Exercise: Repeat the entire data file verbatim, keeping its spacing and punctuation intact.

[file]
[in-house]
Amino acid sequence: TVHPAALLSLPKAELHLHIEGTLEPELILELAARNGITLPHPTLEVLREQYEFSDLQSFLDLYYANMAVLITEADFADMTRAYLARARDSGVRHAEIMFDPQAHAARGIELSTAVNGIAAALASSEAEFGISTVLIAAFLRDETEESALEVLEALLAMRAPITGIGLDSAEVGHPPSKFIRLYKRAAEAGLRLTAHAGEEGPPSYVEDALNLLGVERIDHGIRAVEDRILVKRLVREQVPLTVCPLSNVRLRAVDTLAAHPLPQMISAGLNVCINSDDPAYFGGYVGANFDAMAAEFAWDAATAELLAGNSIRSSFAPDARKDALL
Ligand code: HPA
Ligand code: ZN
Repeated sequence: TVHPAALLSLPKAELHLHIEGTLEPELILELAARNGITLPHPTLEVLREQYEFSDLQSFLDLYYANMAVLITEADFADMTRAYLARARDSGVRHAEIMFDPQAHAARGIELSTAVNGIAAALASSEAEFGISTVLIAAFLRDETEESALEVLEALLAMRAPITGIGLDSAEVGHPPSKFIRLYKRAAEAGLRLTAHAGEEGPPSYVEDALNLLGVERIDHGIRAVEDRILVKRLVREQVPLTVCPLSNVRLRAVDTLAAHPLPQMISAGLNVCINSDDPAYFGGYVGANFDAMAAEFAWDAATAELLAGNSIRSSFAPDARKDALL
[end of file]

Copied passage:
[in-house]
Amino acid sequence: TVHPAALLSLPKAELHLHIEGTLEPELILELAARNGITLPHPTLEVLREQYEFSDLQSFLDLYYANMAVLITEADFADMTRAYLARARDSGVRHAEIMFDPQAHAARGIELSTAVNGIAAALASSEAEFGISTVLIAAFLRDETEESALEVLEALLAMRAPITGIGLDSAEVGHPPSKFIRLYKRAAEAGLRLTAHAGEEGPPSYVEDALNLLGVERIDHGIRAVEDRILVKRLVREQVPLTVCPLSNVRLRAVDTLAAHPLPQMISAGLNVCINSDDPAYFGGYVGANFDAMAAEFAWDAATAELLAGNSIRSSFAPDARKDALL
Ligand code: HPA
Ligand code: ZN
Repeated sequence: TVHPAALLSLPKAELHLHIEGTLEPELILELAARNGITLPHPTLEVLREQYEFSDLQSFLDLYYANMAVLITEADFADMTRAYLARARDSGVRHAEIMFDPQAHAARGIELSTAVNGIAAALASSEAEFGISTVLIAAFLRDETEESALEVLEALLAMRAPITGIGLDSAEVGHPPSKFIRLYKRAAEAGLRLTAHAGEEGPPSYVEDALNLLGVERIDHGIRAVEDRILVKRLVREQVPLTVCPLSNVRLRAVDTLAAHPLPQMISAGLNVCINSDDPAYFGGYVGANFDAMAAEFAWDAATAELLAGNSIRSSFAPDARKDALL